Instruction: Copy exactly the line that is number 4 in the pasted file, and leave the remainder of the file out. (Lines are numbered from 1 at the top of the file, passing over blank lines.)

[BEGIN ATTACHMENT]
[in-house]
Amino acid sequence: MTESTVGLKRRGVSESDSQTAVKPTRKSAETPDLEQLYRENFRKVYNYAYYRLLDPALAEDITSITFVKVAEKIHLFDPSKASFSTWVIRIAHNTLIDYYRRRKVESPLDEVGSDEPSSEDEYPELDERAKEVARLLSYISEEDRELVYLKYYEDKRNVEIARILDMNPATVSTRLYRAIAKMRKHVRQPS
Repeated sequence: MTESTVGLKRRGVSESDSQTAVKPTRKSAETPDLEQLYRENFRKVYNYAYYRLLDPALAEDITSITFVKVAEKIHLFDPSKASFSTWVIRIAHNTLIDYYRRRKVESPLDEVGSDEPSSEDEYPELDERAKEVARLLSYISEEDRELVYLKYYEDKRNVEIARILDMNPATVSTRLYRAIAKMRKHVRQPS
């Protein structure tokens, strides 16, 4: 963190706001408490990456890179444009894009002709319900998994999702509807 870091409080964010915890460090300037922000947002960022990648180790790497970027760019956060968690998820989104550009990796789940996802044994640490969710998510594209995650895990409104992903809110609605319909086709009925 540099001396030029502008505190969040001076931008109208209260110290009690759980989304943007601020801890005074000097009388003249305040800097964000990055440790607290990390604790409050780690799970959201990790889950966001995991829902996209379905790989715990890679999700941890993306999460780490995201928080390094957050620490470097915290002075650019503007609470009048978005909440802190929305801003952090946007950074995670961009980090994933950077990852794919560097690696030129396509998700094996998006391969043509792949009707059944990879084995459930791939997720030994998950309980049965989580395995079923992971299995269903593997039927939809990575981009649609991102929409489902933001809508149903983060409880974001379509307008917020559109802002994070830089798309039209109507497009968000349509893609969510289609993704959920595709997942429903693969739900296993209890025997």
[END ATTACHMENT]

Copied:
């Protein structure tokens, strides 16, 4: 963190706001408490990456890179444009894009002709319900998994999702509807 870091409080964010915890460090300037922000947002960022990648180790790497970027760019956060968690998820989104550009990796789940996802044994640490969710998510594209995650895990409104992903809110609605319909086709009925 540099001396030029502008505190969040001076931008109208209260110290009690759980989304943007601020801890005074000097009388003249305040800097964000990055440790607290990390604790409050780690799970959201990790889950966001995991829902996209379905790989715990890679999700941890993306999460780490995201928080390094957050620490470097915290002075650019503007609470009048978005909440802190929305801003952090946007950074995670961009980090994933950077990852794919560097690696030129396509998700094996998006391969043509792949009707059944990879084995459930791939997720030994998950309980049965989580395995079923992971299995269903593997039927939809990575981009649609991102929409489902933001809508149903983060409880974001379509307008917020559109802002994070830089798309039209109507497009968000349509893609969510289609993704959920595709997942429903693969739900296993209890025997």